Two Reasons Why the Viacom-YouTube Debate is Important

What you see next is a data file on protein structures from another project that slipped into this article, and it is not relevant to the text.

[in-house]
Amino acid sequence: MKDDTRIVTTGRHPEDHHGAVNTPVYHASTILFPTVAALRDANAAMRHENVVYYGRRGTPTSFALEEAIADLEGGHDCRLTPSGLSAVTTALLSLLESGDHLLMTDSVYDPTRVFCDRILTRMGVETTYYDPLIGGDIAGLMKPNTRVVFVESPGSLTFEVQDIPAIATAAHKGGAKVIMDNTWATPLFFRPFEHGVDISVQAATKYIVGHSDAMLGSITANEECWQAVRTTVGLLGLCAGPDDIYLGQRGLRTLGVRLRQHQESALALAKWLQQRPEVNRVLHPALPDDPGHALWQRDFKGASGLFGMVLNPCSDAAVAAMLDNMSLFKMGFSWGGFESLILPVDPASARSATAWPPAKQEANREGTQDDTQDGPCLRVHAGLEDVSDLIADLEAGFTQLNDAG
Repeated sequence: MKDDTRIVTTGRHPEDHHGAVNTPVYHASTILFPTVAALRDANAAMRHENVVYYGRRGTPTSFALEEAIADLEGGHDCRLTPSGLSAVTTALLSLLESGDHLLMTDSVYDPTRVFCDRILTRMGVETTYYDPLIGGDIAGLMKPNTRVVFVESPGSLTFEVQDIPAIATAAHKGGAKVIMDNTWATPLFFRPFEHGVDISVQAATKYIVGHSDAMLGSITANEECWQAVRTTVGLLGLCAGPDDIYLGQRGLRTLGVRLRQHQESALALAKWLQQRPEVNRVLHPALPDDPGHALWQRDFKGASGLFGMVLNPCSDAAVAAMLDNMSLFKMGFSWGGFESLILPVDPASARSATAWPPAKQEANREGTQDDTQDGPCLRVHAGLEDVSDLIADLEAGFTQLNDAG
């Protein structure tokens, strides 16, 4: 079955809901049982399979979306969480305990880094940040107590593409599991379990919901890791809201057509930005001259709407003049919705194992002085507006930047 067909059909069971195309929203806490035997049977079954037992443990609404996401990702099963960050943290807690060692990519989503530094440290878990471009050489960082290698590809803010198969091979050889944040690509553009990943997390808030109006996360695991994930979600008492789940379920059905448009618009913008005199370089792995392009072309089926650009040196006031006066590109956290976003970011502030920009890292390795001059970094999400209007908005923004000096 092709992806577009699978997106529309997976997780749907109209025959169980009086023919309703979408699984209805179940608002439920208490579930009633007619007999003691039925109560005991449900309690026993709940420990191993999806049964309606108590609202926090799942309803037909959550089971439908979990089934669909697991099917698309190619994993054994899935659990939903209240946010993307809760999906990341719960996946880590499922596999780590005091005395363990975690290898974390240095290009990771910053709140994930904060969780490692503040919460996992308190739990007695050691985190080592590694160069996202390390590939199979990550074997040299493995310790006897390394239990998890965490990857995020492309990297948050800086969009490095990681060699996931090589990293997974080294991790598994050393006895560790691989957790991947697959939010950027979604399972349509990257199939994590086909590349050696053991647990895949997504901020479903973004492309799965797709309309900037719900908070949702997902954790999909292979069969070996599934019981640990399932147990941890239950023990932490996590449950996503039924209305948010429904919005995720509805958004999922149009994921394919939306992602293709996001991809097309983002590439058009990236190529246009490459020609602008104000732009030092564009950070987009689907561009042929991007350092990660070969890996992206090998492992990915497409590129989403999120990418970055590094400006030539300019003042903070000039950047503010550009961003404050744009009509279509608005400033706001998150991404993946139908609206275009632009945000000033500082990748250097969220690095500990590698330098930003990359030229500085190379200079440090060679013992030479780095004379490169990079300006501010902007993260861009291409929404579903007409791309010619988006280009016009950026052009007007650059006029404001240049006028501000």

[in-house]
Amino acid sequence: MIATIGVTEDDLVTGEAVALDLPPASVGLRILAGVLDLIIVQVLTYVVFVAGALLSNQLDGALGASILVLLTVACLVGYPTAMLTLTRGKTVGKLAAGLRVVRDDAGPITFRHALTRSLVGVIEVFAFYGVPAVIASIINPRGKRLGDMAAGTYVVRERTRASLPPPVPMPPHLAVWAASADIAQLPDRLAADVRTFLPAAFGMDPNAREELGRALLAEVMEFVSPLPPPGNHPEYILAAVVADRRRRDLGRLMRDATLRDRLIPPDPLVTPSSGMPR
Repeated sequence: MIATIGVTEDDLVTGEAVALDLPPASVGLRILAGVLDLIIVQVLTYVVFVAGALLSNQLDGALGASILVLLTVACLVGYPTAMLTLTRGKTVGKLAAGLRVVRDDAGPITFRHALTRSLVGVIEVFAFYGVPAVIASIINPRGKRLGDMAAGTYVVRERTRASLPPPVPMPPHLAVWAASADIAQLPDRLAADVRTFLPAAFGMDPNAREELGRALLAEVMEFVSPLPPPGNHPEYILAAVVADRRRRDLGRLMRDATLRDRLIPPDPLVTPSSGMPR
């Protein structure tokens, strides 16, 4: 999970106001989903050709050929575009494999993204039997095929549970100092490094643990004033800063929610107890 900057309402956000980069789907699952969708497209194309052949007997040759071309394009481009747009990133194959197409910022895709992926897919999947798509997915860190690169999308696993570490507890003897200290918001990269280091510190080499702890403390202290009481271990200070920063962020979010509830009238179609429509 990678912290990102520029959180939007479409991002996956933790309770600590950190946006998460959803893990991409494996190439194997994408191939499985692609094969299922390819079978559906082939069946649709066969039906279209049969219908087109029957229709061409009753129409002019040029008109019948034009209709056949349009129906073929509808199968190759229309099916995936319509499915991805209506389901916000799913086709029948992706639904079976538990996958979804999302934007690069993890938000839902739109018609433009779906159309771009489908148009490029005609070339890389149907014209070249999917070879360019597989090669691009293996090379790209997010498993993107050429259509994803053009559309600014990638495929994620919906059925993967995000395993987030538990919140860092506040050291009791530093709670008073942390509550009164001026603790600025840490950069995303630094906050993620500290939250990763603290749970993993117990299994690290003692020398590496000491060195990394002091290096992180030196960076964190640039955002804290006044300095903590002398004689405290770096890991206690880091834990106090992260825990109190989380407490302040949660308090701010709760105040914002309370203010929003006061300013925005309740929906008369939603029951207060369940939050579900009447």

Just last year I wrote a little bit about why YouTube works. Since then, two major things have happened: YouTube was bought by Google, and large copyright-holding corporations finally noticed it. The almost inevitable result? Billion-dollar lawsuits. I'll let The Daily Show explain the situation better than I can: [youtube]w9CRD1COCAY[/youtube] But really, who cares?Â Two multi-billion dollar companies duking it out in court surely doesn't effect you or I.Â But there are at least two reasons why it does matter. 1.Â It's not about stealing TV shows, and it's not really about YouTube in particular.Â It's about control and availability of information. Let me explain:Â Viacom doesn't offer all of it's material online, but Comedy Central at least has it's "motherload" interface.Â The clip I posted above - and apologies if it has already been deleted - is available there.Â They even have a little "embed" link, to help you post the clip in your blog. Notice I didn't use that embed link, and instead have the same clip from YouTube.Â No, I'm not trying to be ironic.Â I tried using the Comedy Central clip but noticed something sort of odd.Â It says "This video expires 04/22/2007." One of the main reasons the Web is so powerful, and so important, is that it makes publishing, storing, and retrieving information cheap, fast, and easy.Â Not a little cheaper, a little faster, a little easier - we are talking orders of magnitude. In the past, there were reasons why information might disappear, or be difficult to find.Â Books went out of print because someone had to actually print books.Â But now, there is no longer any real excuse.Â Videos don't naturally expire on a certain date, like bologna.Â Keeping the video around for a while doesn't really cost Viacom that much, and bandwidth and storage prices are always going down. I'm sure lots of people use YouTube just to watch TV shows without paying for them, but that's not why YouTube is important - it is important because it makes video available for comment, by anyone, basically forever.Â So when a senate candidate uses an delightfully unfamiliar racial slur, but no major news networks are around, the video still gets out. So why should we care that clips from a network that has puppets making crank phone calls are available too?Â There's no way to cordon off the important video from the unimportant, because it's too subjective.Â In fact, Comedy Central is the perfect example - it has actually been the source for some very, very important video over the past few years. Steven Colbert's explanation of the concept of truthiness was the most insightful commentary on the current administration and it's backers to be seen on any channel.Â But I can't find it on Comedy Central's web site.Â And any video site hosting it, even in the fair use context of commentary and scholarship, is likely to get a DMCA letter to take it down. If the Viacoms of the world get their way, we will lose something new and amazing - the democratization of commentary and reference in the world of video. 2.Â If Viacom wins, in the long term Viacom loses.Â Again, video clips are not bologna.Â This Daily Show video expires because Viacom doesn't understand the Internet.Â The Colbert truthiness video is not immediately available for commentary because Viacom doesn't understand the Internet.Â Some stuffy old guy in a well-appointed office made this decision, and the thinking went something like this: "Hmm, this video clip thing is hot according to CEO Fad Magazine, but I don't fully understand how to monetize it."Â I suppose he understands enough to put a billion-dollar price tag on the copyright infringement, but not enough to actually make a billion dollars by putting video clips online.Â Will this cannibalize DVD sales?Â Will people stop subscribing to cable altogether?Â So many scary questions! Meanwhile, people like YouTube founders Chad Hurley and Steve Chen, sitting where ever they used to sit, were thinking more like this:Â "Wow, we've done the math and the Internet has made an amazing thing possible that has never been possible before.Â Let's do it." Now think back to all of the biographies you've read about inventors, founders of major companies, scientists and engineers.Â Which mentality, do you think, has driven the American economy to create such amazing amounts of wealth?Â How many companies stay successful by avoiding change, becoming confused and disoriented by new possibilities, and trying to fight new technologies with lawsuits? Viacom needs to get a clue and embrace the fact that video distribution and storage has suddenly become easier, faster and cheaper.Â They don't have to do so by letting YouTube host videos, but ignoring the lessons that YouTube is teaching the rest of the world is not a good long-term strategy. This is important because there is a lot of money, and there are a lot of entrenched interests, on the clueless side.Â These companies are sitting on top of a gold mine but more worried about putting up fences than actually digging up the gold. I don't really care if YouTube or Google Video or iFilm or whoever has clips of this show or that.Â I'm not interested in whether they paid for them, if so how much, whatever.Â If this was all just fighting over whether or not college kids can watch blurry little South Park clips for free in their dorms, we could all safely ignore it. But this is important, and hopefully you are paying attention.